On the other hand, a number of disadvantages, risks, and limitations of using disposables have to be addressed to make single-use-systems–based production a reliable alternative to standard production. First, there will always be a volume limit for handling and operating disposables. For fermentors and larger hold bags, that is expected to approach 3,000 L. For portable systems, the limit is currently in the range of 1,000 L. Another issue is standardization of single-use units and connections among vendors. Several integrated systems are being developed by individual suppliers, but those are not always compatible; that is, it is not possible to interconnect systems from different suppliers to a large, functionally closed processing unit. To comply with the desired second-supplier concept in biomanufacturing for SUBs, a company has to show biochemical comparability and consistent product quality in two bioreactor types before they can be used for commercial production. This is a substantial additional development and validation effort until two adequate systems are licensed. In addition, it is desired to get improved quality control by the suppliers. For example, bags should be pressure tested before delivery to reduce failure rates. It also would be advantageous to get full supporting validation packages, including extractables and leachables data as well as regulatory support files from the suppliers to make regulatory filing simpler.



Many new developments for continuously improving technical support, materials, and quality of disposables are shown in the articles of this supplement, illustrating that single-use technology is still a rapidly evolving area. Promising contributions are being made by vendors to assure end users that manufacturing can be performed reliably and with high quality as needed for pharmaceutical applications.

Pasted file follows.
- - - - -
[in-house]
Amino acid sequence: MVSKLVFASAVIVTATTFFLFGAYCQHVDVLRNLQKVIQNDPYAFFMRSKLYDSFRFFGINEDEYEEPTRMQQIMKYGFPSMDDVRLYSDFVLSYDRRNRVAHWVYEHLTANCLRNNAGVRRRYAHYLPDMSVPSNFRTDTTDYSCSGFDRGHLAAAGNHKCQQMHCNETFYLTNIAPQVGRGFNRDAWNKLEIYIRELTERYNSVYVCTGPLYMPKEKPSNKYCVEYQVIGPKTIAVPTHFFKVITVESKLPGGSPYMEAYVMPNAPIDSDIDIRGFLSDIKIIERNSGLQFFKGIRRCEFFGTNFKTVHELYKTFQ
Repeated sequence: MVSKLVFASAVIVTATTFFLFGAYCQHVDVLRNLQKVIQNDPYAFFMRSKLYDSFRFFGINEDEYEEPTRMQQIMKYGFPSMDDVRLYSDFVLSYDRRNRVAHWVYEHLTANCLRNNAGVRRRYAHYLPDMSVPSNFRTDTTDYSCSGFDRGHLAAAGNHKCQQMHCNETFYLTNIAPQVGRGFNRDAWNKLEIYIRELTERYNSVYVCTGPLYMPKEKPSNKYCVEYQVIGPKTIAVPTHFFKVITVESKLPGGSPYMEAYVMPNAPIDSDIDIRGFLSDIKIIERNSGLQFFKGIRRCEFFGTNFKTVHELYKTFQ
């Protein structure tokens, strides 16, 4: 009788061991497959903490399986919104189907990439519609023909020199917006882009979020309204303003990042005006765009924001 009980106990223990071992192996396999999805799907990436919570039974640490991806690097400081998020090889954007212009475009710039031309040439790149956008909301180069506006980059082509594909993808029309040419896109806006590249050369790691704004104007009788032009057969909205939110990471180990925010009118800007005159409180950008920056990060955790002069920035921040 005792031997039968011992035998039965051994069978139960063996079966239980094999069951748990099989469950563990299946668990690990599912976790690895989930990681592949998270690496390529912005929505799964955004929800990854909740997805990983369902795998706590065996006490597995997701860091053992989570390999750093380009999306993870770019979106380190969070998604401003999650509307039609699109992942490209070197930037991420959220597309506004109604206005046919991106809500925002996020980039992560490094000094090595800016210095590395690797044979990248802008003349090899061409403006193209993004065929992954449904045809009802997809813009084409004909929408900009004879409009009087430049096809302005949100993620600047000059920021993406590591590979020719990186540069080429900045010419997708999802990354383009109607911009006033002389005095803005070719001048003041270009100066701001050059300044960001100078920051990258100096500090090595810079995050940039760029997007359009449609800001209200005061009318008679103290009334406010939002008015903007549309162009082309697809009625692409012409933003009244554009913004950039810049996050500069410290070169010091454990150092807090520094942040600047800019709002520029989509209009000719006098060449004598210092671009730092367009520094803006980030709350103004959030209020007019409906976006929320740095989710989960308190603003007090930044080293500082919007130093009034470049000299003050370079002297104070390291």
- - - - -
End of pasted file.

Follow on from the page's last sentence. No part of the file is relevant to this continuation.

There are several contributions in this issue to addressing quality and reliability of bag supply. Among these are the use of new plastic surface films with fewer side effects on cell growth, improvements in film robustness, and supply-assurance strategies. Other contributions address quality-control issues such as point-of-use bag testing and SUB qualification strategies. Finally, new processing approaches are shown such as use of disposables in design-of-experiments (DOE) studies, feeding strategies, concentrated cell banking to avoid open cell handling, and applications of single-use systems for continuous processing.

All together, these new developments show that single-use technologies are maturing so that the desired situation may become reality: a fully disposable production facility with closed systems in a GMP-lab– like environment as an alternative or supplement to standard hard-piped, steel-tank based production. This would fulfill the desire for easy and fast plant construction, simple and reliable operation, high flexibility, fast product turnover, low cost of goods, and easy technology transfer to different regions.

berthold-2-96x96.jpgDr. Berthold Boedeker is chief scientist at Bayer Pharma AG, GDD-GB-Biotech Development, Wuppertal, Germany; [email protected].